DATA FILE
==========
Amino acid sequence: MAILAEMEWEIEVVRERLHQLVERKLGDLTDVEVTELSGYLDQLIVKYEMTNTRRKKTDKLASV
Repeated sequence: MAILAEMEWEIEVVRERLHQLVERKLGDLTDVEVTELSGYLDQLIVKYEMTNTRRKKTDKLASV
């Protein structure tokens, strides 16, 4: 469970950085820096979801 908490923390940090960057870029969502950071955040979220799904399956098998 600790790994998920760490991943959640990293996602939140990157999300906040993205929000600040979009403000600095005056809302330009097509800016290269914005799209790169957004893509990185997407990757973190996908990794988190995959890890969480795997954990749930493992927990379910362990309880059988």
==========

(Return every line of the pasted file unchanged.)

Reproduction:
Amino acid sequence: MAILAEMEWEIEVVRERLHQLVERKLGDLTDVEVTELSGYLDQLIVKYEMTNTRRKKTDKLASV
Repeated sequence: MAILAEMEWEIEVVRERLHQLVERKLGDLTDVEVTELSGYLDQLIVKYEMTNTRRKKTDKLASV
């Protein structure tokens, strides 16, 4: 469970950085820096979801 908490923390940090960057870029969502950071955040979220799904399956098998 600790790994998920760490991943959640990293996602939140990157999300906040993205929000600040979009403000600095005056809302330009097509800016290269914005799209790169957004893509990185997407990757973190996908990794988190995959890890969480795997954990749930493992927990379910362990309880059988």